Dopuna: 02 Nov 2007 11:50
Queen - A Night At The Opera
Death on Two Legs (Dedicated to...)
"Death on Two Legs (Dedicated to...)" could only be referred to as Mercury's hate letter toward Queen's ex-manager, Norman Sheffield, who is reputed to have mistreated the band and abused his role as their manager from 1972-1975. Though it never made a direct reference to him, upon listening to the song, Sheffield attempted to sue the band for defamation. During live performances, Mercury would usually re-dedicate the song to "a real mother-fucker of a gentleman", although this line was bleeped out on the version that appeared on their Live Killers album in 1979, possibly to avoid further legal proceedings.
As with 'Bohemian Rhapsody', most of the guitar parts on this song were initially played on piano by Mercury, to demonstrate to May how they needed to be played on guitar. As for the piano intro itself, it reportedly took Mercury many attempts to achieve the final result .
Lazing on a Sunday Afternoon
"Lazing on a Sunday Afternoon" was another song by Mercury. He played piano and did all of the vocals. The lead vocal was sung in studio, produced through headphones elsewhere in the studio in a tin bucket. A microphone picked up the sound from the bucket, which gave that hollow "megaphone" sound.
I'm in Love with My Car
"I'm in Love with My Car" is amongst Roger Taylor's most famous songs in the Queen catalogue. The song initially began life as a joke, at least according to Brian May, who thought that Taylor was not serious when he heard a demo recording.
Taylor played the guitars in the original demo, but were later re-recorded by Brian May on his Red Special. All lead vocals were sung by Roger Taylor, showcasing his spectacular countertenor range. The revving sounds at the conclusion of the song were recorded by Taylor's then current car, an Alfa Romeo. The lyrics were inspired by one of the band's roadies, John Harris, whose Triumph TR4 was evidently the "love of his life". The song is dedicated to him.
When it came down to releasing the album's first single, Taylor was so fond of his song that he urged Mercury (author of the first single, 'Bohemian Rhapsody') to allow it to be the B-side and reportedly locked himself in a cupboard until Mercury agreed. This decision would later become the cause of much internal dilemma for the band, in that while it was only the B-side, it generated an equal amount of publishing royalties for Taylor as the main single did for Mercury.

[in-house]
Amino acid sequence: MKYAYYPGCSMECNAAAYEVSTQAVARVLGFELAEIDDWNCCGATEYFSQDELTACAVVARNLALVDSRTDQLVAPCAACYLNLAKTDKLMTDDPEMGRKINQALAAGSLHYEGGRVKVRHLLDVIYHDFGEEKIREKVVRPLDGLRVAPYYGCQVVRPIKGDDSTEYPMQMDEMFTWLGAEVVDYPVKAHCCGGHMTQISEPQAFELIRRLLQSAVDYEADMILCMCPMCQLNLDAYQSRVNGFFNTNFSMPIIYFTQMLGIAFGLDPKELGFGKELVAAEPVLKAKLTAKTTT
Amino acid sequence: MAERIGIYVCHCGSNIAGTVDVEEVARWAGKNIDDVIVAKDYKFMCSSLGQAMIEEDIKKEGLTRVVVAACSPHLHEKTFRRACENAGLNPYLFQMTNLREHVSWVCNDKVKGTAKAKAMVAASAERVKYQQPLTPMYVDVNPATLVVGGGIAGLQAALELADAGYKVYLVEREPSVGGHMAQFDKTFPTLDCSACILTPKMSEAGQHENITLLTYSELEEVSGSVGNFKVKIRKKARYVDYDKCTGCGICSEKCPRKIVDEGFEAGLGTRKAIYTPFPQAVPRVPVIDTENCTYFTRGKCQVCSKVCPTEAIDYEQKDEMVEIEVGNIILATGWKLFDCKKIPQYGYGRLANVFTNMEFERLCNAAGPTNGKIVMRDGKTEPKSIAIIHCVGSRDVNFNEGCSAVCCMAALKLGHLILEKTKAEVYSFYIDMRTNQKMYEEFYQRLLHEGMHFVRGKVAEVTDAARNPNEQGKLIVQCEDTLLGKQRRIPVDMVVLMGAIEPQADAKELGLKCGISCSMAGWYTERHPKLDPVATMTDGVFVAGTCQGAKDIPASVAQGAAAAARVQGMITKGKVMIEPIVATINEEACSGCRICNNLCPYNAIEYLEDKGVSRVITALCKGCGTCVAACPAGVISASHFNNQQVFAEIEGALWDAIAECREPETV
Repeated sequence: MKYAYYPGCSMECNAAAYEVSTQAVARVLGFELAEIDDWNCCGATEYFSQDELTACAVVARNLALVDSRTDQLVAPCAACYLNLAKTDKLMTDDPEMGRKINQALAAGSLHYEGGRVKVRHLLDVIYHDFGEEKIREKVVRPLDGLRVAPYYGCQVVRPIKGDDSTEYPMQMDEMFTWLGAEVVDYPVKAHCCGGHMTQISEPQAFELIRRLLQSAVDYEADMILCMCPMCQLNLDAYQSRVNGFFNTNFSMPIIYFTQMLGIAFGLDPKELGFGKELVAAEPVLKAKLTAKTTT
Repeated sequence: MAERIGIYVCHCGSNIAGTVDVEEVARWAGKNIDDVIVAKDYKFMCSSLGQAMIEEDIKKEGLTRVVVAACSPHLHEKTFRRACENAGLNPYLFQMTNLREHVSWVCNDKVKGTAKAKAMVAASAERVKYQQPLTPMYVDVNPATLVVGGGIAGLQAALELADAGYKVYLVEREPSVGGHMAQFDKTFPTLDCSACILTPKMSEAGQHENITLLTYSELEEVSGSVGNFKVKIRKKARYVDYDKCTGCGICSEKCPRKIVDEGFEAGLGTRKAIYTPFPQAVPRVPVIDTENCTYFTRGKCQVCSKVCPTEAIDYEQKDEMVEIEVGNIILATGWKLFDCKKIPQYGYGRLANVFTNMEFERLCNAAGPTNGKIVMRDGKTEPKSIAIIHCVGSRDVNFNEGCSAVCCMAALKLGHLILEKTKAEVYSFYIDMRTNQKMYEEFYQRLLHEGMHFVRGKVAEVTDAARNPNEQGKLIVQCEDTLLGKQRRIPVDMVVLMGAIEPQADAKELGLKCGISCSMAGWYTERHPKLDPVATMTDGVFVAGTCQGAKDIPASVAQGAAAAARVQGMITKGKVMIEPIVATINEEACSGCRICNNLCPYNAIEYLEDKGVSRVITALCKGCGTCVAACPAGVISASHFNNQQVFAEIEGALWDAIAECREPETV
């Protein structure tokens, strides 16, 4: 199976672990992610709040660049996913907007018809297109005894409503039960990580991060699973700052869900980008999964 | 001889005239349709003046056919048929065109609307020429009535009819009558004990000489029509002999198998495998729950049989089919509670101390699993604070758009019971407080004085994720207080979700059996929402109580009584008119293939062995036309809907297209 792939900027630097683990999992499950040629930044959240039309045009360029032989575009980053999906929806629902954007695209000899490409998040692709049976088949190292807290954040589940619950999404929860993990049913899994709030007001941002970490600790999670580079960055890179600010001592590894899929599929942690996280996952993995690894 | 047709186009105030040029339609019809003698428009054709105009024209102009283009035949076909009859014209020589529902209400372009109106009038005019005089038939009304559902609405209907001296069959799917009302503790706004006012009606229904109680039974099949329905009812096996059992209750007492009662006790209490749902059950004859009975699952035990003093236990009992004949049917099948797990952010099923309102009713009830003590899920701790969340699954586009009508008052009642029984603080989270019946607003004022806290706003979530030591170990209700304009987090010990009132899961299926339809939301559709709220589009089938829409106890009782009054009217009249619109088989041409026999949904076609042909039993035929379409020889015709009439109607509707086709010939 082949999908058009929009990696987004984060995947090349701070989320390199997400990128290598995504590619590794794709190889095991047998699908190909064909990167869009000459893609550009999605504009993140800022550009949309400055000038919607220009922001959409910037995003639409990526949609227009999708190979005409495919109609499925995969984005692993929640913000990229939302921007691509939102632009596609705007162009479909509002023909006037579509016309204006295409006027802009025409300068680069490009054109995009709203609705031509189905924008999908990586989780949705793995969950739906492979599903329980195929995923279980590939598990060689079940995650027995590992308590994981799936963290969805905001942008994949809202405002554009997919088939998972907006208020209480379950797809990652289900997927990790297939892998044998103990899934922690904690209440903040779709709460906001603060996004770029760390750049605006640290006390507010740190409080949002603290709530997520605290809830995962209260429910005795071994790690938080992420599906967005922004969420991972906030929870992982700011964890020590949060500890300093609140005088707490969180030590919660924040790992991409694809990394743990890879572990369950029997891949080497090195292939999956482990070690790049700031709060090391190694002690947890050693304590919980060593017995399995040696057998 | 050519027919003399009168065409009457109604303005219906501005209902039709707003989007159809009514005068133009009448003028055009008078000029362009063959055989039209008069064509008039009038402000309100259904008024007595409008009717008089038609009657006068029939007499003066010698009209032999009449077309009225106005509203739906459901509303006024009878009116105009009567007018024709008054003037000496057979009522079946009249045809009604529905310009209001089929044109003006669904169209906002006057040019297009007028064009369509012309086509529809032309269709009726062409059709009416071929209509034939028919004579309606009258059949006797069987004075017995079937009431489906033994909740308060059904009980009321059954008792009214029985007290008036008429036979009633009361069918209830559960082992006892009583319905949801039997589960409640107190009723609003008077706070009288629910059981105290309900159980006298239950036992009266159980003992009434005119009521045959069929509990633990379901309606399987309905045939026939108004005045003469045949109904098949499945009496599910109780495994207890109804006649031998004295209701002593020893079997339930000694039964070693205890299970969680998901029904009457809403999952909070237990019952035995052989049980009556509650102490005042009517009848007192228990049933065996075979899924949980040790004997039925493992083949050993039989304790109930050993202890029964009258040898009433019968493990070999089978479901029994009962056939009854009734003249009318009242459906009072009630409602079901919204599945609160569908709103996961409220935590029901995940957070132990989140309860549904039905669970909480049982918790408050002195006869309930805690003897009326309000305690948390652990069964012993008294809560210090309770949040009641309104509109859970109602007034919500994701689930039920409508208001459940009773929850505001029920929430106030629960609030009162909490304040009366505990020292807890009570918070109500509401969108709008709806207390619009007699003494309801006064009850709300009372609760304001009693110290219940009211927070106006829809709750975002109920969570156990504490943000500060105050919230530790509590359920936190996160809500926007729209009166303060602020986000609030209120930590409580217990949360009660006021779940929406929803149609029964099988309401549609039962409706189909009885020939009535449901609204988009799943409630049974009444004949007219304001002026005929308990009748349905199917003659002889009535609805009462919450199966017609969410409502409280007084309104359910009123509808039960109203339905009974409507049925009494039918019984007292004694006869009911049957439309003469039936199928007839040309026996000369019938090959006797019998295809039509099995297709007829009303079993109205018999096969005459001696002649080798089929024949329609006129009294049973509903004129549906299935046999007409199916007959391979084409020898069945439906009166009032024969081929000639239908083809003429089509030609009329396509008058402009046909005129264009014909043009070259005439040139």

The song was played live often during the '77-'81 period. Taylor sang it from the drums while Freddie Mercury only played piano. Roger would recover the song for his concerts with The Cross and solo tours, where instead of drums he played rhythm guitar.
You're My Best Friend
"You're My Best Friend" was John Deacon's first single, which he composed while he was learning to play piano. He does piano on the recording and overdubbed two bass lines. The song was written for his wife.
"'39" was Brian May's attempt to do "sci-fi skiffle." He sang the lead vocals and jokingly asked Deacon to play double bass. Some days later Deacon dropped by in the studio with the instrument and said he'd already learned how to play it. There are backing vocals by Mercury as well as very high and fairly low harmonies by Taylor, and some falsettos by May. The B-side of "You're My Best Friend" and one of the band's most popular songs, "'39" relates the tale of a group of space explorers who embark on what is, from their perspective, a year-long voyage. Upon their return, however, they realize that a hundred years have passed, due to the time dilation effect in Einsteinian physics, and the loved ones they left behind are now all dead. (Because the "year of '39" resembles 1939, some have speculated that this is actually a song about the beginning of World War II; however this is not the case.)
Following his performance of '39 at the Freddie Mercury Tribute Concert, George Michael cited this song as his favourite Queen song, claiming he used to busk it on the London underground.
"Sweet Lady" is a heavy metal number written by May. Lyrically and musically, it's usually thought to precede 'Tie Your Mother Down' as a loud, riff-heavy expression of disdain for the author's romantic interest. However, 'Tie Your Mother Down' had already been written at the time.
Roger Taylor remembers it as the most difficult drumming part he ever recorded. As DTS tracks reveal, there are several off-pitch notes by Freddie Mercury on the lead vocal, something covered up by harmonies and overdubbing.